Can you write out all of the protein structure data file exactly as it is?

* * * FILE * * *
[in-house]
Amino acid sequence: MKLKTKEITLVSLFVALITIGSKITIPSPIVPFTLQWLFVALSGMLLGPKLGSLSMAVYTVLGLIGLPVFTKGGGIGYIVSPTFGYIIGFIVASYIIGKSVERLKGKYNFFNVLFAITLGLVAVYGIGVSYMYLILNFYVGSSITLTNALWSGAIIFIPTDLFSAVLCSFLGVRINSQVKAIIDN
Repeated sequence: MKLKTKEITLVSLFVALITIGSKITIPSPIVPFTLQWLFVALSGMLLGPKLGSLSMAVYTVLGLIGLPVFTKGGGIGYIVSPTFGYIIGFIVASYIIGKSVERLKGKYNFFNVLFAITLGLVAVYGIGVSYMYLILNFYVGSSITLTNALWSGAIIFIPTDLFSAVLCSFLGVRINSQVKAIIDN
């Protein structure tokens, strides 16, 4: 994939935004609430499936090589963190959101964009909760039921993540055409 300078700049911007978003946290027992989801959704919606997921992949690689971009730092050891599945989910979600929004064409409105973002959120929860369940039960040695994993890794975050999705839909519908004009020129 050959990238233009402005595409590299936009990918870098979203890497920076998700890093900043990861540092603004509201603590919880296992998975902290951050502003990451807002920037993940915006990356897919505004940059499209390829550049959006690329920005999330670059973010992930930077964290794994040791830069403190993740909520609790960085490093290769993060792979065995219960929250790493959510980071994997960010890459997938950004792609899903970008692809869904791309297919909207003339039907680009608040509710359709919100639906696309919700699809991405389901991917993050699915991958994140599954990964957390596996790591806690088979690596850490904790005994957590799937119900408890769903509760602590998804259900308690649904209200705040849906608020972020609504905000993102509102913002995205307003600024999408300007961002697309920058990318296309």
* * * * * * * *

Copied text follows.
[in-house]
Amino acid sequence: MKLKTKEITLVSLFVALITIGSKITIPSPIVPFTLQWLFVALSGMLLGPKLGSLSMAVYTVLGLIGLPVFTKGGGIGYIVSPTFGYIIGFIVASYIIGKSVERLKGKYNFFNVLFAITLGLVAVYGIGVSYMYLILNFYVGSSITLTNALWSGAIIFIPTDLFSAVLCSFLGVRINSQVKAIIDN
Repeated sequence: MKLKTKEITLVSLFVALITIGSKITIPSPIVPFTLQWLFVALSGMLLGPKLGSLSMAVYTVLGLIGLPVFTKGGGIGYIVSPTFGYIIGFIVASYIIGKSVERLKGKYNFFNVLFAITLGLVAVYGIGVSYMYLILNFYVGSSITLTNALWSGAIIFIPTDLFSAVLCSFLGVRINSQVKAIIDN
């Protein structure tokens, strides 16, 4: 994939935004609430499936090589963190959101964009909760039921993540055409 300078700049911007978003946290027992989801959704919606997921992949690689971009730092050891599945989910979600929004064409409105973002959120929860369940039960040695994993890794975050999705839909519908004009020129 050959990238233009402005595409590299936009990918870098979203890497920076998700890093900043990861540092603004509201603590919880296992998975902290951050502003990451807002920037993940915006990356897919505004940059499209390829550049959006690329920005999330670059973010992930930077964290794994040791830069403190993740909520609790960085490093290769993060792979065995219960929250790493959510980071994997960010890459997938950004792609899903970008692809869904791309297919909207003339039907680009608040509710359709919100639906696309919700699809991405389901991917993050699915991958994140599954990964957390596996790591806690088979690596850490904790005994957590799937119900408890769903509760602590998804259900308690649904209200705040849906608020972020609504905000993102509102913002995205307003600024999408300007961002697309920058990318296309």